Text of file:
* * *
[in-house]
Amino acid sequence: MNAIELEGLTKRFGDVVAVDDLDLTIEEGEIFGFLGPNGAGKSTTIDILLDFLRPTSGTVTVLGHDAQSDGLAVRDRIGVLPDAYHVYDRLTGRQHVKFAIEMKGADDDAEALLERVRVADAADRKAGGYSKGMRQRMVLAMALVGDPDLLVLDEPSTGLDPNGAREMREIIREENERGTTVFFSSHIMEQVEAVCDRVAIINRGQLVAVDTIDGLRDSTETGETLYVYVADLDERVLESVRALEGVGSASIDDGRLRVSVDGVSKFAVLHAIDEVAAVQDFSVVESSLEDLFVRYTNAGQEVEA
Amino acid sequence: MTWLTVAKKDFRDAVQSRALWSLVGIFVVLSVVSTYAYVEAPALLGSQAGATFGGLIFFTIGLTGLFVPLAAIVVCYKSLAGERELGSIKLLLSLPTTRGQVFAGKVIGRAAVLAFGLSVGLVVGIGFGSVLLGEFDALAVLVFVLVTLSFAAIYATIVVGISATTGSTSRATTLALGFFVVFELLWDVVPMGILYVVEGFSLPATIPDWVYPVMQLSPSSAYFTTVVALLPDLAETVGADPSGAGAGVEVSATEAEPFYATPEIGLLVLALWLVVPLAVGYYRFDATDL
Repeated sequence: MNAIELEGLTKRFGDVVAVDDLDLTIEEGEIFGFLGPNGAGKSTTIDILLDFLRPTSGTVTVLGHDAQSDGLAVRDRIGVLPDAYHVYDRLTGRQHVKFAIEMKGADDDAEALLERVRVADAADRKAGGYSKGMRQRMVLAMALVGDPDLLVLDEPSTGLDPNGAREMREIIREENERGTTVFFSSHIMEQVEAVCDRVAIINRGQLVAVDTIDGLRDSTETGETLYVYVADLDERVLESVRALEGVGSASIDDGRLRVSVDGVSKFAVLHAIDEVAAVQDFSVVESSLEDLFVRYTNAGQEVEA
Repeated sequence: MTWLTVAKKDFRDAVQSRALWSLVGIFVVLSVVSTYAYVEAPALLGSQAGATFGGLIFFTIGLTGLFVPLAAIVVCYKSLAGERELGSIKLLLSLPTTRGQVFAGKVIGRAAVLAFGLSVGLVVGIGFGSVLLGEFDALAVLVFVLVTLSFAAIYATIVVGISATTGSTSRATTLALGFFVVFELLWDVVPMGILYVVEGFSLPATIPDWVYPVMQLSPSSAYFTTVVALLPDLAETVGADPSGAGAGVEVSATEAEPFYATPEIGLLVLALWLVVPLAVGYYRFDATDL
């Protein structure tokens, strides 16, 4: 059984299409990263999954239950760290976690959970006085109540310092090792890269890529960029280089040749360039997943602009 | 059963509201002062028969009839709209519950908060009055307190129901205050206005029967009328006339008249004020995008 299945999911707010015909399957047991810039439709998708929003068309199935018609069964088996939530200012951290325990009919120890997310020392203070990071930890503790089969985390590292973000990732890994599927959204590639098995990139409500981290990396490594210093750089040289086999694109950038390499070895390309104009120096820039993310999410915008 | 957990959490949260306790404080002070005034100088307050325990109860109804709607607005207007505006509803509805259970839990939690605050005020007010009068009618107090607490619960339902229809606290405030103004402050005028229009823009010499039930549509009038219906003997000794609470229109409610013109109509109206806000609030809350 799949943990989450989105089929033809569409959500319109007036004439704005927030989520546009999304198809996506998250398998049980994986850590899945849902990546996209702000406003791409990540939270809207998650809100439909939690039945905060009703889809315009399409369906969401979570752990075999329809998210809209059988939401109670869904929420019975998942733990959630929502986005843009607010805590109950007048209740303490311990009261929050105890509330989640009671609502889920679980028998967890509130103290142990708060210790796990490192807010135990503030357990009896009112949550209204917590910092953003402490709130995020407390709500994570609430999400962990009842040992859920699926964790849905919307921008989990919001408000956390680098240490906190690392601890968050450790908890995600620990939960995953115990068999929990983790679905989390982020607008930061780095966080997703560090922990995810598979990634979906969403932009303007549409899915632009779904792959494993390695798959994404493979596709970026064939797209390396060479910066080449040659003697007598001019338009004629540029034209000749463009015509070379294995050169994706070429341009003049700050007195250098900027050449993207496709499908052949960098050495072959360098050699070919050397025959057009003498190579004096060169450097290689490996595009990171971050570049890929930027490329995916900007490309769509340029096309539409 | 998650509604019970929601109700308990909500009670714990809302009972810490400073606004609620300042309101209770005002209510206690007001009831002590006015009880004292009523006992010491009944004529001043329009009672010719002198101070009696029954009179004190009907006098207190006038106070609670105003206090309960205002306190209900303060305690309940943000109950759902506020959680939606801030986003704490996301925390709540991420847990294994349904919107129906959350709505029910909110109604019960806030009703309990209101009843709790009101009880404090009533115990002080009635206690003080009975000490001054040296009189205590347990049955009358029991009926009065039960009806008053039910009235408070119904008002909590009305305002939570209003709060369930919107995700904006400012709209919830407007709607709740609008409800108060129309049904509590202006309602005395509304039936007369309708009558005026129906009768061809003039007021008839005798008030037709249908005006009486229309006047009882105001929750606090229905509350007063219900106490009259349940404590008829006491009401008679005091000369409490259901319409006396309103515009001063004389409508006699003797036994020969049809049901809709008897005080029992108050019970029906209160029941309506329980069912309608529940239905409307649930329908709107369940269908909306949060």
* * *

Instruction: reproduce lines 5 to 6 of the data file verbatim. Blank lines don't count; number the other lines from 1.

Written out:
Repeated sequence: MTWLTVAKKDFRDAVQSRALWSLVGIFVVLSVVSTYAYVEAPALLGSQAGATFGGLIFFTIGLTGLFVPLAAIVVCYKSLAGERELGSIKLLLSLPTTRGQVFAGKVIGRAAVLAFGLSVGLVVGIGFGSVLLGEFDALAVLVFVLVTLSFAAIYATIVVGISATTGSTSRATTLALGFFVVFELLWDVVPMGILYVVEGFSLPATIPDWVYPVMQLSPSSAYFTTVVALLPDLAETVGADPSGAGAGVEVSATEAEPFYATPEIGLLVLALWLVVPLAVGYYRFDATDL
């Protein structure tokens, strides 16, 4: 059984299409990263999954239950760290976690959970006085109540310092090792890269890529960029280089040749360039997943602009 | 059963509201002062028969009839709209519950908060009055307190129901205050206005029967009328006339008249004020995008 299945999911707010015909399957047991810039439709998708929003068309199935018609069964088996939530200012951290325990009919120890997310020392203070990071930890503790089969985390590292973000990732890994599927959204590639098995990139409500981290990396490594210093750089040289086999694109950038390499070895390309104009120096820039993310999410915008 | 957990959490949260306790404080002070005034100088307050325990109860109804709607607005207007505006509803509805259970839990939690605050005020007010009068009618107090607490619960339902229809606290405030103004402050005028229009823009010499039930549509009038219906003997000794609470229109409610013109109509109206806000609030809350 799949943990989450989105089929033809569409959500319109007036004439704005927030989520546009999304198809996506998250398998049980994986850590899945849902990546996209702000406003791409990540939270809207998650809100439909939690039945905060009703889809315009399409369906969401979570752990075999329809998210809209059988939401109670869904929420019975998942733990959630929502986005843009607010805590109950007048209740303490311990009261929050105890509330989640009671609502889920679980028998967890509130103290142990708060210790796990490192807010135990503030357990009896009112949550209204917590910092953003402490709130995020407390709500994570609430999400962990009842040992859920699926964790849905919307921008989990919001408000956390680098240490906190690392601890968050450790908890995600620990939960995953115990068999929990983790679905989390982020607008930061780095966080997703560090922990995810598979990634979906969403932009303007549409899915632009779904792959494993390695798959994404493979596709970026064939797209390396060479910066080449040659003697007598001019338009004629540029034209000749463009015509070379294995050169994706070429341009003049700050007195250098900027050449993207496709499908052949960098050495072959360098050699070919050397025959057009003498190579004096060169450097290689490996595009990171971050570049890929930027490329995916900007490309769509340029096309539409 | 998650509604019970929601109700308990909500009670714990809302009972810490400073606004609620300042309101209770005002209510206690007001009831002590006015009880004292009523006992010491009944004529001043329009009672010719002198101070009696029954009179004190009907006098207190006038106070609670105003206090309960205002306190209900303060305690309940943000109950759902506020959680939606801030986003704490996301925390709540991420847990294994349904919107129906959350709505029910909110109604019960806030009703309990209101009843709790009101009880404090009533115990002080009635206690003080009975000490001054040296009189205590347990049955009358029991009926009065039960009806008053039910009235408070119904008002909590009305305002939570209003709060369930919107995700904006400012709209919830407007709607709740609008409800108060129309049904509590202006309602005395509304039936007369309708009558005026129906009768061809003039007021008839005798008030037709249908005006009486229309006047009882105001929750606090229905509350007063219900106490009259349940404590008829006491009401008679005091000369409490259901319409006396309103515009001063004389409508006699003797036994020969049809049901809709008897005080029992108050019970029906209160029941309506329980069912309608529940239905409307649930329908709107369940269908909306949060």